As a business owner people are coming to your house. Huge difference in relationship dynamics!

 

Consequently, you get to determine what the budget is, or at least collaborate on it more so that you can come to some kind of an agreement. You will get paid more. You get to determine what your hours are, because again, they’re coming into your house, so it’s a completely different paradigm. That’s really what I want to emphasize here. Freelancer versus business owner.

Now, when you’re a business owner … This is it. This is the big lesson here. You get to be the master of your own destiny. You get to be, ultimately, the boss, because you’re functioning as an entrepreneur in charge of your own world, wherein people get to come in, instead of a freelancer sort of subservient to the forces, subservient to what’s happening in the marketplace, subservient to the economic conditions out there, right? It’s totally different, so which would you rather be, right? In charge or not in charge? That’s the differences here.

 

When you’re a business owner … You get to be the master of your own destiny.

 

The truth of the matter is there are some people who really enjoy freelance life because it’s non-committal. They basically say, “Okay, I don’t care. I don’t care, and truth of the matter is, I am a mercenary.” Which is totally fine. If you’re cool with that, then I’m cool with that. Some people say, “You know what? I do have these skills and I’m okay just shoving them out there for some kind of paycheck of any kind and I’ll live with that and I’ll be happy with that.” However, if you’re not satisfied with that … If you’re sort of like a creative soul and you understand that there’s always a better way of doing things, then you’ll probably want to consider putting on your business owner hat, putting on your business owner philosophy, putting on this new set of perspectives, and consequently, new set of structures.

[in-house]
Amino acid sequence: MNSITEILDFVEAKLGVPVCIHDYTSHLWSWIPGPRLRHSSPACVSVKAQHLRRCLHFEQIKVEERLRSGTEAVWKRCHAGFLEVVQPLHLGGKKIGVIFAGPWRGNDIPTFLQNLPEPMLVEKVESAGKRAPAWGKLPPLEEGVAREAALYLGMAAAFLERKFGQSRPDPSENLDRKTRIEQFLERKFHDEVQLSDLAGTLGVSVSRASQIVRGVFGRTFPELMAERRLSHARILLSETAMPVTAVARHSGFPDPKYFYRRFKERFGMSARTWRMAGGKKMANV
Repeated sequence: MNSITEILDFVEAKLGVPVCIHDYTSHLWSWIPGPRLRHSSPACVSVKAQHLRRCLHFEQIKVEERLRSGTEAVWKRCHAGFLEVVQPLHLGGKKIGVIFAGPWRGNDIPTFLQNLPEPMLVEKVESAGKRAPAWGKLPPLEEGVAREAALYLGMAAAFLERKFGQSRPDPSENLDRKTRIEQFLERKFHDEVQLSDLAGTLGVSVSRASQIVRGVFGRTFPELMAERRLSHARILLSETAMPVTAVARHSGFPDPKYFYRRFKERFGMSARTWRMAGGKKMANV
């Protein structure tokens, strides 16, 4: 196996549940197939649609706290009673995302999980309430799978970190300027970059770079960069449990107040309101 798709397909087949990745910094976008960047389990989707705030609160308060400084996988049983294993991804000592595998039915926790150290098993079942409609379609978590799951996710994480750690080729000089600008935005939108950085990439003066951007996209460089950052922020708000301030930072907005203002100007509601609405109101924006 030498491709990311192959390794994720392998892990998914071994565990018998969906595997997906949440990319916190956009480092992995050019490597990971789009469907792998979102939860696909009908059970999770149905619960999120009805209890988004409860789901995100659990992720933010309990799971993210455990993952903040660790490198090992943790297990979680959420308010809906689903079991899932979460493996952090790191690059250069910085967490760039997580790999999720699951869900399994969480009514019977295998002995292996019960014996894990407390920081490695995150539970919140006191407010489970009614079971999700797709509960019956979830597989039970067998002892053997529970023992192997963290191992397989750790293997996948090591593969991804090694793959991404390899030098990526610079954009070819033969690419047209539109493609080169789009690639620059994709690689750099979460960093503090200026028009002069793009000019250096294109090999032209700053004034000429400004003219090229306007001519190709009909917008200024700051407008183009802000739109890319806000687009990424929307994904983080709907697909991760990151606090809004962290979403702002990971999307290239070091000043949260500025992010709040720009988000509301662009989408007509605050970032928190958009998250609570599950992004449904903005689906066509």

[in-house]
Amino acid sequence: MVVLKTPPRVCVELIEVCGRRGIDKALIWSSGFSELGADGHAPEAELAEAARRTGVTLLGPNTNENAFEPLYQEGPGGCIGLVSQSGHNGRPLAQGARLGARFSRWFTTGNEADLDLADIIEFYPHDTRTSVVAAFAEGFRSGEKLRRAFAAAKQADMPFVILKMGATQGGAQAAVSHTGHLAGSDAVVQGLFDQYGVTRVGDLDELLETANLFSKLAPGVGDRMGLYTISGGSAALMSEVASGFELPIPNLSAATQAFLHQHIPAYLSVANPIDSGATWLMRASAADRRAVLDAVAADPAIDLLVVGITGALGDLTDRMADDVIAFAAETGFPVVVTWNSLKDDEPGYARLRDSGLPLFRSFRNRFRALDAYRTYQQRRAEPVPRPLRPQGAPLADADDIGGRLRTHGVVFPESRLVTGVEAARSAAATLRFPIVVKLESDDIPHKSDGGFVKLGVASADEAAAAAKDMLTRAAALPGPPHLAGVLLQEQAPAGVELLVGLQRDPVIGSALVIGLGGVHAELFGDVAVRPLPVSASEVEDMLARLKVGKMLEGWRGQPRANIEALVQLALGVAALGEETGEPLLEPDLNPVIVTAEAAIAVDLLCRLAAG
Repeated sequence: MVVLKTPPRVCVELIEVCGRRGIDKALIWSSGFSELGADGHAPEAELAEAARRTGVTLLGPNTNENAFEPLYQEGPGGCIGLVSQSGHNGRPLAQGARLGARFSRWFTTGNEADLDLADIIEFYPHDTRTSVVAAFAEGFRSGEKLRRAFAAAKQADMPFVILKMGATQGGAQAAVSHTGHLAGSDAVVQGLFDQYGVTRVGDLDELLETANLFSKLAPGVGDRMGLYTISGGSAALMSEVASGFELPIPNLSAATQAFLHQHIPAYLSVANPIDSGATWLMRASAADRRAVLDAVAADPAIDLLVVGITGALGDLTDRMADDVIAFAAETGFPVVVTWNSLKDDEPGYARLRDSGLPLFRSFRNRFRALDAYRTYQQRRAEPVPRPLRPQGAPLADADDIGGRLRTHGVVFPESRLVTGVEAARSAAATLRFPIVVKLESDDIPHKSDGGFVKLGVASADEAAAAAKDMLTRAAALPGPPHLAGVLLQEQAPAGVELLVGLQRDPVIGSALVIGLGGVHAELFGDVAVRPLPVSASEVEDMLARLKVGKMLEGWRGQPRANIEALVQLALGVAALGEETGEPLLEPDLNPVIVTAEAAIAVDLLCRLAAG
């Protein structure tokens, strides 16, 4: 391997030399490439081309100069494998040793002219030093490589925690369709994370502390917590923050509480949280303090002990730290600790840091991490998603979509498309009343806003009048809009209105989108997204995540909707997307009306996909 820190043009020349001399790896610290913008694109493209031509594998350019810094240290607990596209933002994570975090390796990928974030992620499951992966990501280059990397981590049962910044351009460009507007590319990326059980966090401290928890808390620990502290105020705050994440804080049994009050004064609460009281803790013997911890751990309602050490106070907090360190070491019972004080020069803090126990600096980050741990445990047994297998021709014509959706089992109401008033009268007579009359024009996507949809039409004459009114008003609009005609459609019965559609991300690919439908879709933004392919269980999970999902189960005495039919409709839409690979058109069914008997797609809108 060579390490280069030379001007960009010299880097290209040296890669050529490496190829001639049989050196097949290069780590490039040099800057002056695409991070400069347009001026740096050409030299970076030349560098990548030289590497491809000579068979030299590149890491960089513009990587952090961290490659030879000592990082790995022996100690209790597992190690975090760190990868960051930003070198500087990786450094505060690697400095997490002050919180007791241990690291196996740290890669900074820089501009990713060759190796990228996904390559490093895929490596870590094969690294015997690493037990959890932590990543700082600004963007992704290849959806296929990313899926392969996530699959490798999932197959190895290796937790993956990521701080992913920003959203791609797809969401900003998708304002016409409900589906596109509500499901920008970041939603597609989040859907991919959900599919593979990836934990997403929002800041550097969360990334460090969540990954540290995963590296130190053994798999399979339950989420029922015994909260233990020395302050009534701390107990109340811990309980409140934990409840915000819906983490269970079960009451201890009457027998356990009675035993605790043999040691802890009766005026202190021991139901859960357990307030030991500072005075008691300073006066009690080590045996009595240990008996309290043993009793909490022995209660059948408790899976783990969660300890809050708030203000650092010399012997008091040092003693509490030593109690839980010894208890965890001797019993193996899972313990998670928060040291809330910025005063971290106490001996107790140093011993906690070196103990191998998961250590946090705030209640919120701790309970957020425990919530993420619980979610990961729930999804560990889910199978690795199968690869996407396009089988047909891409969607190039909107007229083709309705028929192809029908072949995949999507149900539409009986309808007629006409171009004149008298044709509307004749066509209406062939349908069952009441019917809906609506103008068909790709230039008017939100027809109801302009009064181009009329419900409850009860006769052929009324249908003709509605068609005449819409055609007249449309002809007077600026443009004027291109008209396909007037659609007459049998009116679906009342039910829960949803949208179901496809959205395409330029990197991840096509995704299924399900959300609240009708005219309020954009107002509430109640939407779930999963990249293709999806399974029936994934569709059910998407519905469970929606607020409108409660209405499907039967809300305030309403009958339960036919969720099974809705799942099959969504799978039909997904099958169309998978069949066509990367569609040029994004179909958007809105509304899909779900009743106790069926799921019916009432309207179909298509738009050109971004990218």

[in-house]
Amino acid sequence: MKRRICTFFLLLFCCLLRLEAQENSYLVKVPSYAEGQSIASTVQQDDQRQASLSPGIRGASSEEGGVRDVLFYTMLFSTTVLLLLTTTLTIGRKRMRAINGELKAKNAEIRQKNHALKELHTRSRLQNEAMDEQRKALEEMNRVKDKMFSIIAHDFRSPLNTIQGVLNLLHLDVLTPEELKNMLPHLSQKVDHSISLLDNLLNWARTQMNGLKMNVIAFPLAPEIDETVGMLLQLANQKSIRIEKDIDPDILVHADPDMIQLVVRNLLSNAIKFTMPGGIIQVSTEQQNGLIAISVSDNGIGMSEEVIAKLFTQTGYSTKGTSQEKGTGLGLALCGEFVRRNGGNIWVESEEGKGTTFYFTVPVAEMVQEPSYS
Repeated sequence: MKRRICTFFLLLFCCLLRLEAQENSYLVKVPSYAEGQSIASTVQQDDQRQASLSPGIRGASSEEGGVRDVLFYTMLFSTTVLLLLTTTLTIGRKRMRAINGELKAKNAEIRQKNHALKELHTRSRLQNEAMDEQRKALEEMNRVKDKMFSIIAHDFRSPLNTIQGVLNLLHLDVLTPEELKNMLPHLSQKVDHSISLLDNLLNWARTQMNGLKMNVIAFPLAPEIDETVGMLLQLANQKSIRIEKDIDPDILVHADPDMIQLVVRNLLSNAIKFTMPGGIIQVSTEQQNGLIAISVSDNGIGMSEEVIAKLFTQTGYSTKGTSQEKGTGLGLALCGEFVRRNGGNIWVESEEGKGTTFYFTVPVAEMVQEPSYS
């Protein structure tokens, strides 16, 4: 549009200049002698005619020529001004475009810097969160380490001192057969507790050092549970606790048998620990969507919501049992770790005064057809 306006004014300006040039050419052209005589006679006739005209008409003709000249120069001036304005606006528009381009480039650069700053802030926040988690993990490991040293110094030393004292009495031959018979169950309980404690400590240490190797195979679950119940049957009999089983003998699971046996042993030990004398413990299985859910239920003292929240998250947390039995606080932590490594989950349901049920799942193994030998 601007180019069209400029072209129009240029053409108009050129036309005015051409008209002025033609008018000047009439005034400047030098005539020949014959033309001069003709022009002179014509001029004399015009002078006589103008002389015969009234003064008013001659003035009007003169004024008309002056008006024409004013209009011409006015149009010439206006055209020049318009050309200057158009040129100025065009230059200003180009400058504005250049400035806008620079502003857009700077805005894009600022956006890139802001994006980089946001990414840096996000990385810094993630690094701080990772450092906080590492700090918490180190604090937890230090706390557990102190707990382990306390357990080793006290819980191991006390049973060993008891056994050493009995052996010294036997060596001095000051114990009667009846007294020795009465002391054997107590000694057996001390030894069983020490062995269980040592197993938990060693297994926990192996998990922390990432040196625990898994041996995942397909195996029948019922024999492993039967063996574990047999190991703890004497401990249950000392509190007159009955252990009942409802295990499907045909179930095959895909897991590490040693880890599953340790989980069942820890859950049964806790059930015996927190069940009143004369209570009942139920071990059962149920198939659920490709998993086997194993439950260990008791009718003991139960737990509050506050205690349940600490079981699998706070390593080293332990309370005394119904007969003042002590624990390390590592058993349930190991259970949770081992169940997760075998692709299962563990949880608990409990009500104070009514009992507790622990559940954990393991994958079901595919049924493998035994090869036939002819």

I would love to help you put on that business owner philosophy, that business owner methodology, and really take charge of that, so thank you so much for hearing me out. Again, my name is Anthem Salgado, business coach at Art of Hustle, ranked number one in the category of marketing for Yelp San Francisco. I hope this has been good for you. Kindly pass this along if you know other folks who you believe would benefit from this valuable information and training.

 

If after you watch this video, you find that it makes sense, please pass it along to your colleagues and community. Someone caught in that freelance hamster wheel might appreciate the insight!

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Thank you!